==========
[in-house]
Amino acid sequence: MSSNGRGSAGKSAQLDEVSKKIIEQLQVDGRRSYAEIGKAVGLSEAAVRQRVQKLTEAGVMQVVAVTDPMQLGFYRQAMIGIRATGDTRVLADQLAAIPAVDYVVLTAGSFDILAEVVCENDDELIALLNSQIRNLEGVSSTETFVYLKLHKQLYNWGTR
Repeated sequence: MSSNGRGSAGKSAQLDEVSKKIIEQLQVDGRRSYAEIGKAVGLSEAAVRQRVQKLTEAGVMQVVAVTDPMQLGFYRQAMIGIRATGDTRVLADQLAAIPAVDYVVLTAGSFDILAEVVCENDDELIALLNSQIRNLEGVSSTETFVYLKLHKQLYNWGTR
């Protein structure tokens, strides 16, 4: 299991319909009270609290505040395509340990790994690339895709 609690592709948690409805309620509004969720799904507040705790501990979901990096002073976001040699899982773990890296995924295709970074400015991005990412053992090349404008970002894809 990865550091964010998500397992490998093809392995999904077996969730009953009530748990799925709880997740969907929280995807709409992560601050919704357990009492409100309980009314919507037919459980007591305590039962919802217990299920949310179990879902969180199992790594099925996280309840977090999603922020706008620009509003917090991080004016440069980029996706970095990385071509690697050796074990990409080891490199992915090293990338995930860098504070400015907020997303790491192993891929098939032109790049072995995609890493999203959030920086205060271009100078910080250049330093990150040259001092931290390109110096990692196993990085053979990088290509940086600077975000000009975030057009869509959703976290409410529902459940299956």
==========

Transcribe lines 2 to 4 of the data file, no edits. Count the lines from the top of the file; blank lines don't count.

Amino acid sequence: MSSNGRGSAGKSAQLDEVSKKIIEQLQVDGRRSYAEIGKAVGLSEAAVRQRVQKLTEAGVMQVVAVTDPMQLGFYRQAMIGIRATGDTRVLADQLAAIPAVDYVVLTAGSFDILAEVVCENDDELIALLNSQIRNLEGVSSTETFVYLKLHKQLYNWGTR
Repeated sequence: MSSNGRGSAGKSAQLDEVSKKIIEQLQVDGRRSYAEIGKAVGLSEAAVRQRVQKLTEAGVMQVVAVTDPMQLGFYRQAMIGIRATGDTRVLADQLAAIPAVDYVVLTAGSFDILAEVVCENDDELIALLNSQIRNLEGVSSTETFVYLKLHKQLYNWGTR
């Protein structure tokens, strides 16, 4: 299991319909009270609290505040395509340990790994690339895709 609690592709948690409805309620509004969720799904507040705790501990979901990096002073976001040699899982773990890296995924295709970074400015991005990412053992090349404008970002894809 990865550091964010998500397992490998093809392995999904077996969730009953009530748990799925709880997740969907929280995807709409992560601050919704357990009492409100309980009314919507037919459980007591305590039962919802217990299920949310179990879902969180199992790594099925996280309840977090999603922020706008620009509003917090991080004016440069980029996706970095990385071509690697050796074990990409080891490199992915090293990338995930860098504070400015907020997303790491192993891929098939032109790049072995995609890493999203959030920086205060271009100078910080250049330093990150040259001092931290390109110096990692196993990085053979990088290509940086600077975000000009975030057009869509959703976290409410529902459940299956």